Also on the docket from Scream Factory is a new double feature line called TV Terrors, a line of releases devoted to vintage made-for-television genre films! The first volume includes 1978′s The Initiation Of Sarah
See full article at Icons of Fright »

The Forgotten: Go Ask Alice

  • MUBI
La course du lièvre à travers les champs (The Race of the Hare Across the Fields a.k.a. ...and Hope to Die, 1972) is an interesting late entry in the career of French crime specialist René Clément, a kind of smorgasbord of his favorite stuff: hardboiled crime, knotty sexual triangles, a hero on the run, convoluted crime schemes, with a harkening back to childhood sins that suggests his classic Jeux interdits (Forbidden Games, 1952). This might suggest desperation to recapture past glories, but the film is also stuffed with experimentation and up-to-the-minute influences (a train station confrontation early on suggests Leone) which confirm the filmmaker as alert to new possibilities.

But the film could just as easily be approached through the sensibility of its writer, Sébastien Japrisot, a key figure in French cinema and crime cinema, or even through that of the author of the source novel, David Goodis.
See full article at MUBI »

Blu-ray Review - Zombie Flesh Eaters (1979)

Zombie Flesh Eaters, 1979.

Directed by Lucio Fulci.

Starring Tisa Farrow, Ian McCulloch, Richard Johnson and Al Cliver.

Synopsis:

When a supposedly abandoned yacht sails into New York Harbour, a journalist and scientists Daughter investigate only to find themselves in a zombie nightmare!

Zombie. Zombi 2. Island of the Living Dead. Zombie Flesh Eaters. Though it is known by many different names there is no doubting that this is one of the most well-known films in the zombie genre (and the film that put Fulci on the map as a ‘Godfather of Gore’). My first exposure to it was roughly 8 years ago, as I scoured the shelves of a local Blockbuster for a horror film. The tag line – “We are going to eat you!” – sounded so bad that I just had to try it. As someone who loved the Romero films, I thought it was a decent, if rather throwaway piece of shock entertainment.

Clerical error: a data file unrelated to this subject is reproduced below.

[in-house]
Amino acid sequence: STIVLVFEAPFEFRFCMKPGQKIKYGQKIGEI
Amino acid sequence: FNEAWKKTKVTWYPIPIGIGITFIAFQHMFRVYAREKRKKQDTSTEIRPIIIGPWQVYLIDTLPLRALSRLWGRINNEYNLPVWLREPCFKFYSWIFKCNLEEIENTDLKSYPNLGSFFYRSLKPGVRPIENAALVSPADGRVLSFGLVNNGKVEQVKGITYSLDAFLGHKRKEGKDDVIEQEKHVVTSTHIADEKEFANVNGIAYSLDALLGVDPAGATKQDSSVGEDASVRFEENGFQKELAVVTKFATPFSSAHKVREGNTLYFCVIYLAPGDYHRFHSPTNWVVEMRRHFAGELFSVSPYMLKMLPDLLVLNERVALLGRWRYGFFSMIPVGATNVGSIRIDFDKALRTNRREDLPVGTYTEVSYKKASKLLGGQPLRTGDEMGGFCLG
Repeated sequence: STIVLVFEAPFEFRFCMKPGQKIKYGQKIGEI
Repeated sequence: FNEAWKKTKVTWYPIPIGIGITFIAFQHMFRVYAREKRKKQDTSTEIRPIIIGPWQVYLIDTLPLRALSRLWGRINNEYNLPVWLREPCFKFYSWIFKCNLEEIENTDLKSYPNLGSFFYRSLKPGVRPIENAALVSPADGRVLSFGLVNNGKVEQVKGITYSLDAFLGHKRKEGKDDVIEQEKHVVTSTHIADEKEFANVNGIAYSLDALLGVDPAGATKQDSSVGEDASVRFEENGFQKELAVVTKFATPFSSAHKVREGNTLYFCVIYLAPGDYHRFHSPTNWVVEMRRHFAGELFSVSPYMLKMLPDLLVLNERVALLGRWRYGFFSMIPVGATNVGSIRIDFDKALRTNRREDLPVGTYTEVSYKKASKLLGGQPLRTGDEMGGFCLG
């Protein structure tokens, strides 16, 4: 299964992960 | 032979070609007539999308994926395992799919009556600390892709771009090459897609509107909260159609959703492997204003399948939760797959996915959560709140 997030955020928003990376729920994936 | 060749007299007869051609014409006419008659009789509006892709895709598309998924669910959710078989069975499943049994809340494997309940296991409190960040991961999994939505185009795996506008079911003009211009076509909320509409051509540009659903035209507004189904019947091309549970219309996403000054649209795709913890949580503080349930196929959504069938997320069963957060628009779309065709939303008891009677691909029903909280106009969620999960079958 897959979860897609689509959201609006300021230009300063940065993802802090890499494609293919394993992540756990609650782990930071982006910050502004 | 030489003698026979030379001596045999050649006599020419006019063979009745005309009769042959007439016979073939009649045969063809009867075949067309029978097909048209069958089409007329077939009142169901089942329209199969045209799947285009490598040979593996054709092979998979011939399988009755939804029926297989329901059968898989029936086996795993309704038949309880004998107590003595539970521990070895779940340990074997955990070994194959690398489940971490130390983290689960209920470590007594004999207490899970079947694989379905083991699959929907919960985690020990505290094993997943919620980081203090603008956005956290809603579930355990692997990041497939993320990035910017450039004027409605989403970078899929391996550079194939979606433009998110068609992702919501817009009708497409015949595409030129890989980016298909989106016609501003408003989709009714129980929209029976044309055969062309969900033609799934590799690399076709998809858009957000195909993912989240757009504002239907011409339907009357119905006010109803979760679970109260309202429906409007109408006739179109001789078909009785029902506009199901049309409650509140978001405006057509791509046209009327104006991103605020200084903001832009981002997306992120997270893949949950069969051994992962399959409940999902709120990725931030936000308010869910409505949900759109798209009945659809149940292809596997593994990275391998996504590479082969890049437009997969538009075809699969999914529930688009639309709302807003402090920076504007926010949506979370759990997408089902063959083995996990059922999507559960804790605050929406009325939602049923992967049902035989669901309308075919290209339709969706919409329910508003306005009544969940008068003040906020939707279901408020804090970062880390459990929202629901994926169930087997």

See full article at Flickeringmyth »

Ten Classic Cinematic Horror Deaths

Where would a horror movie be without a classic death scene – or two? We’ve had some great ones over the years: Janet Leigh’s shower to end all showers in Psycho (1960); the ill fated nude swim in Jaws (1975); David Warner’s famous decapitation in The Omen (1976); John Hurt’s serious indigestion problem in Alien (1979); and the exploding head in Scanners (1980). And let’s not forget the gruesome ends that befell pre-stardom Kevin Bacon and Johnny Depp.

Hang on a minute! I’ve just mentioned all the classic ones! Well let’s face it, so much has been written and discussed about those famous demises, they’ve been pretty much done to death (sorry!). Therefore, the following ten are horror-related deaths that deserve some kind of classic status, a couple of which are notable for their surreal and ambiguous nature.But beware...since most of the best death scenes are
See full article at Shadowlocked »

Film4 FrightFest Announces Halloween All-Nighter 2012 Lineup

Not content with dishing out just one of the premier events on every horror fan’s calendar year after year, the guys behind the Film4 FrightFest also run the Halloween All-Nighter – and we’ve got this year’s lineup right here for you, if you have the stamina to last it out!

From the Press Release:

The FrightFest Halloween All-nighter returns to the Vue in London’s Leicester Square on Saturday, October 27 for another helping of choice shock-around-the-clock horror. And this year horror fans around the country can join in the fearful fun as, on Saturday, November 3, the event travels to the Picturehouse Cambridge, the Empires in Sunderland and Newcastle, and The Watershed Bristol.

Here's the London line-up:

6.30pm - Excision (UK Premiere)